HECMs are generally more expensive than traditional forward mortgages or Home Equity Loans/HELOCs. Why? Because the HECM affords you the option to never make another mortgage payment as long as you live in the house, protects you from any cross over risk (i.e. the home is worth less than the amounts owing or could be owed if all money drawn, on the HECM), leaves you and your heirs any remaining equity in the home, and guarantees the availability of your HECM funds regardless the financial condition of your lender. Virtually all of the costs associated with a reverse mortgage can be financed with your loan, so there’s no immediate out-of-pocket cost. The costs are added to the loan amount (“principal”) and paid along with the accrued interest when the loan becomes due. However you will have to pay the Counseling Fee, an Appraisal Fee and possibly a Credit Fee out of your own pocket initially, and if you fail to qualify, these costs are your out of pocket expenses and would not be reimbursed. If you fund the HECM, you can repay yourself these costs.
Depending on the loan option you choose, initial costs may include an origination fee, closing costs, and an Upfront Mortgage Insurance Premium (MIP) (required for HECM loans). There are available what are called “Lower-Cost HECM” pricing options, which eliminates nearly all origination and closing costs in exchange for a monthly service fee and/or a higher mortgage rate than normal.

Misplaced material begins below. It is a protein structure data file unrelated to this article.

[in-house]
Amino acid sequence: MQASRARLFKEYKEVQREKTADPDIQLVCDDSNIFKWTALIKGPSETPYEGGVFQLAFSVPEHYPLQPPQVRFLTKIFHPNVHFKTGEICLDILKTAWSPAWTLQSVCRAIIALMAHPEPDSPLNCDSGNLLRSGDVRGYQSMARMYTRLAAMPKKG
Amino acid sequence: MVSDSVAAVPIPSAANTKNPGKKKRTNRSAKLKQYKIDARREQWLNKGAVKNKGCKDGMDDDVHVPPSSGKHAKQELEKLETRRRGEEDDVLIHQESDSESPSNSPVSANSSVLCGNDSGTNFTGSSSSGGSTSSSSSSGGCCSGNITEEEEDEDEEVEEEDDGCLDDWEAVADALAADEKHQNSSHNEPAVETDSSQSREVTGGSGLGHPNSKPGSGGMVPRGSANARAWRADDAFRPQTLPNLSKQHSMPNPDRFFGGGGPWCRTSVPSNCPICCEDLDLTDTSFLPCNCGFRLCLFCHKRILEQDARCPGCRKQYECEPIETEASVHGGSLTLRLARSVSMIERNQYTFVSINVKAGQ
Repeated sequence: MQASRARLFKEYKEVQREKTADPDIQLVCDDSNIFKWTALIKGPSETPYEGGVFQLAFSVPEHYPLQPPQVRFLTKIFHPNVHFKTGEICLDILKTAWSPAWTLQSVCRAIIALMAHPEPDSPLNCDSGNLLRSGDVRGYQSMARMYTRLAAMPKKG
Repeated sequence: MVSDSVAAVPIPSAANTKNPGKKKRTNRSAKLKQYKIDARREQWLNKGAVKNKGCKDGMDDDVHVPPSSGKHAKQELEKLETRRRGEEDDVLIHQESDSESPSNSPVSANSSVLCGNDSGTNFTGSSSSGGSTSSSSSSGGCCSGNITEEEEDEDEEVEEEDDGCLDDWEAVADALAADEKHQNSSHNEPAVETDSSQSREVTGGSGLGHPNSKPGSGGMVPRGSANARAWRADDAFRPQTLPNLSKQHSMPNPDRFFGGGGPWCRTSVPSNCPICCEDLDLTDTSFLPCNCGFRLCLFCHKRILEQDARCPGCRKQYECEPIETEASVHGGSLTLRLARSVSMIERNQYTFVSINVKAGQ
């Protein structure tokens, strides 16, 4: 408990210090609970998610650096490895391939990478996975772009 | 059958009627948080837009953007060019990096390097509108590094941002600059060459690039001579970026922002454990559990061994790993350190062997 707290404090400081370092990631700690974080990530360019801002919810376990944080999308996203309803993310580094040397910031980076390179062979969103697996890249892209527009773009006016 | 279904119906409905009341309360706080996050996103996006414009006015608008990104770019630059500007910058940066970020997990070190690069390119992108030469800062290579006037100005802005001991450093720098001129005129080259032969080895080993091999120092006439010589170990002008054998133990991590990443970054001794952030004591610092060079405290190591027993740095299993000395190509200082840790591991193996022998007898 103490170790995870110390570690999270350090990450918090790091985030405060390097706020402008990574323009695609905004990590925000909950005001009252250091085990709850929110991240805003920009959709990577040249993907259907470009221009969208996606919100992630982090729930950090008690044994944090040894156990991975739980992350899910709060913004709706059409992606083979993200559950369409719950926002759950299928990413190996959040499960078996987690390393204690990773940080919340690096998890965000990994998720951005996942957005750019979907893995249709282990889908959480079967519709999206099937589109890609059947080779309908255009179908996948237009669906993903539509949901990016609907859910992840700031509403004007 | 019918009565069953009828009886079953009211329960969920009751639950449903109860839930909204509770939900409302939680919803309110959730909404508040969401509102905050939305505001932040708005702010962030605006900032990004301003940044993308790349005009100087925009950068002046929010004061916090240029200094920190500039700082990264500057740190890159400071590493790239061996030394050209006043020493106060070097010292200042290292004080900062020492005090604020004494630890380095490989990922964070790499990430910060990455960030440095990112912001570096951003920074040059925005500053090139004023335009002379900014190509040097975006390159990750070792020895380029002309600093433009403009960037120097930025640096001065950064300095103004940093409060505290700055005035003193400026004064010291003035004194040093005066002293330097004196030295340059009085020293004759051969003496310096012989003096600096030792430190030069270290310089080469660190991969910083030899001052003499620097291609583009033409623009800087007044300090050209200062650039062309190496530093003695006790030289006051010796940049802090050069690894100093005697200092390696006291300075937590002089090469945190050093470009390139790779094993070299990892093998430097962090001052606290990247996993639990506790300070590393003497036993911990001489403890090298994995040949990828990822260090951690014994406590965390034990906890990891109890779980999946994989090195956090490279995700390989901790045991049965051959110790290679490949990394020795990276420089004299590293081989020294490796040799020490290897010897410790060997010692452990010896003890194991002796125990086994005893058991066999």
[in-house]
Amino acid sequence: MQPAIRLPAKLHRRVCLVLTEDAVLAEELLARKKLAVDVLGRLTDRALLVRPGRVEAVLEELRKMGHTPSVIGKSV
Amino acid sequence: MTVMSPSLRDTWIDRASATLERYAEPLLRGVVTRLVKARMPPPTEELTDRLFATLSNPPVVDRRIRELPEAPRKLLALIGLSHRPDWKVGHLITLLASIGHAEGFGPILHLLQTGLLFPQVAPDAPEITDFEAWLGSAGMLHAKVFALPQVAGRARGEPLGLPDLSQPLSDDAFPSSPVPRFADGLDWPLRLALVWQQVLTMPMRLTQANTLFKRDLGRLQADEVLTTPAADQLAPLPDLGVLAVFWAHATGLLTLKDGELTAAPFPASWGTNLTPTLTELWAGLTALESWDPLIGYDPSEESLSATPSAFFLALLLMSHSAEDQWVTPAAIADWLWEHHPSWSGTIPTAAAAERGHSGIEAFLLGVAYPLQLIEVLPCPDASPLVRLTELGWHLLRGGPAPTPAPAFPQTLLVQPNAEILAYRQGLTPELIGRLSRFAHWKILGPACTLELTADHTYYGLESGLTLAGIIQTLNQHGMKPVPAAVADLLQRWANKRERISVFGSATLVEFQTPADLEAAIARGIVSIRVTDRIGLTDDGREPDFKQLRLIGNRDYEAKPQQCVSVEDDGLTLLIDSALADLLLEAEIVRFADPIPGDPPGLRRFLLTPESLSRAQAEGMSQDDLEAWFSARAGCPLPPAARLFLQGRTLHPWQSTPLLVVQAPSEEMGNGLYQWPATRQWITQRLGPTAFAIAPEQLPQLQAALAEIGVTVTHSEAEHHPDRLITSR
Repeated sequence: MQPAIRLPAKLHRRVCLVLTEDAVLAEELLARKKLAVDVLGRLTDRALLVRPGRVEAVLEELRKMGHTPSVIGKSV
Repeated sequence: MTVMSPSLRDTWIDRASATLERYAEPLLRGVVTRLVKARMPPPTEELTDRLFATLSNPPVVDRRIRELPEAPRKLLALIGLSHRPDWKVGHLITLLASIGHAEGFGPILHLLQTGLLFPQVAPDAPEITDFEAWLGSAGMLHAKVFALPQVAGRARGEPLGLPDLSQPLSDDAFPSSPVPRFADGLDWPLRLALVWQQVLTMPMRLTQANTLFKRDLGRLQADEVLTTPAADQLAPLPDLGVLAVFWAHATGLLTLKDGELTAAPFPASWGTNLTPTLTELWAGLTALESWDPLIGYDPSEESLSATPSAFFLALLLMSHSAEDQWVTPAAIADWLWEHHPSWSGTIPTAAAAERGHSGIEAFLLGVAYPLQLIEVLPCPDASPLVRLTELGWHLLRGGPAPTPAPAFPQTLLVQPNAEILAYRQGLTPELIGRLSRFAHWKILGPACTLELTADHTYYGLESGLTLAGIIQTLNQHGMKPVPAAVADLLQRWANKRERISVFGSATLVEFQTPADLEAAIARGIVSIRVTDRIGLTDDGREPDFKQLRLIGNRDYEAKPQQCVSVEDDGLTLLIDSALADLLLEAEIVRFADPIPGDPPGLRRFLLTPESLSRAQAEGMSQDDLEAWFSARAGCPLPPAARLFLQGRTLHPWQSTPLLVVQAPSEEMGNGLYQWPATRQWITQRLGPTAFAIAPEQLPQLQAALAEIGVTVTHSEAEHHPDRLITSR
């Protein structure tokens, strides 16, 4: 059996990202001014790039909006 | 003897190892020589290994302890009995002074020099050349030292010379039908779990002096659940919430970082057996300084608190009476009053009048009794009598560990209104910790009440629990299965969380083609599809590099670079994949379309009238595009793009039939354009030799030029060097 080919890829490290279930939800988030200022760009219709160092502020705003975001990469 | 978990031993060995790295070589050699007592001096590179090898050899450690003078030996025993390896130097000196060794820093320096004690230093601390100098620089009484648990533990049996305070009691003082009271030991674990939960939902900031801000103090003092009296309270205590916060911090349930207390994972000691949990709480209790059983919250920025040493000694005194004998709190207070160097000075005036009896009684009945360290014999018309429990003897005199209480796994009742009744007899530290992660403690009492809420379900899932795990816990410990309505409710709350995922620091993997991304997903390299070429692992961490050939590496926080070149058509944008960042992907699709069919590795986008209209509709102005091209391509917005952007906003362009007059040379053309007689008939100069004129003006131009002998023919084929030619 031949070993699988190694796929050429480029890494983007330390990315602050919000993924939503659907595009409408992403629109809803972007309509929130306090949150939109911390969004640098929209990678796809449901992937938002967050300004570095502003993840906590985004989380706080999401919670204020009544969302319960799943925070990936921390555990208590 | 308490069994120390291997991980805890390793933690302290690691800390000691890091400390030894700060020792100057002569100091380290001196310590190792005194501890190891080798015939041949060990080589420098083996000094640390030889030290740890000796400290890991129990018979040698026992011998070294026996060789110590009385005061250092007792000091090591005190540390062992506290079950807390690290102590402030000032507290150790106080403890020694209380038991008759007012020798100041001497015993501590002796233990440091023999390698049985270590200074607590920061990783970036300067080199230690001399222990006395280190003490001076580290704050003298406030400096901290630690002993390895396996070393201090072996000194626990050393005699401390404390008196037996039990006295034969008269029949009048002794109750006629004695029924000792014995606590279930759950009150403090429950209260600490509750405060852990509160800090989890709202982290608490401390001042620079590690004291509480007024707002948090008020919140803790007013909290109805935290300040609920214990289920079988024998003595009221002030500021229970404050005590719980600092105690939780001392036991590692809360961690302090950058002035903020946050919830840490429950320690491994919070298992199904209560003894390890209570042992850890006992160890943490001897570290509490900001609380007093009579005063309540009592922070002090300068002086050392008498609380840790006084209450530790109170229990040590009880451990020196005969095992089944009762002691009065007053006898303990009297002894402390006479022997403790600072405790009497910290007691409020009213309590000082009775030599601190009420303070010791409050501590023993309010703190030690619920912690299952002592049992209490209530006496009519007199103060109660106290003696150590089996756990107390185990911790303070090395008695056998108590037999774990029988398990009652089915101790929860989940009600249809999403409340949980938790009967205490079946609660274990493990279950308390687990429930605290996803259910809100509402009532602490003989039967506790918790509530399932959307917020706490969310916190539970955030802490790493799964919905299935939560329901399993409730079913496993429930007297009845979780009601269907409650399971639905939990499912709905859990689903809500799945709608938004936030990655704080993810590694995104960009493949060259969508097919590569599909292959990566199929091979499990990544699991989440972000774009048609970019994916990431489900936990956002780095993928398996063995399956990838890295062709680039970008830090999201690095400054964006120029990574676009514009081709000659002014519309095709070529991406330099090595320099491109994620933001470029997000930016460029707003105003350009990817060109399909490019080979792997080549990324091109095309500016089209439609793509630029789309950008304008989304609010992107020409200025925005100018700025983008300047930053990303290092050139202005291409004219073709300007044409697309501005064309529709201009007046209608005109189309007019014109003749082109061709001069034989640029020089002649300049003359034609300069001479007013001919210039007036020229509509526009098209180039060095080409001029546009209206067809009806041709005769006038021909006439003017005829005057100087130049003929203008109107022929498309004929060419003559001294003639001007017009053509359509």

Ongoing annual costs charged on the HECM outstanding balance include interest, mortgage insurance premiums (MIP), and if you selected a Lower Cost HECM, you may have a monthly service fee of between $15-$30.
The largest single cost can be the Upfront MIP. That fee will be 2.0% of the lower of the appraised value, sales price or Federal limit of $636,150, regardless what amount you may actually draw on the HECM. This MIP is paid to HUD, not the lender. It is the cost of the HECM features and HUD’s guarantees. Other closing costs are typical of a traditional mortgage loan.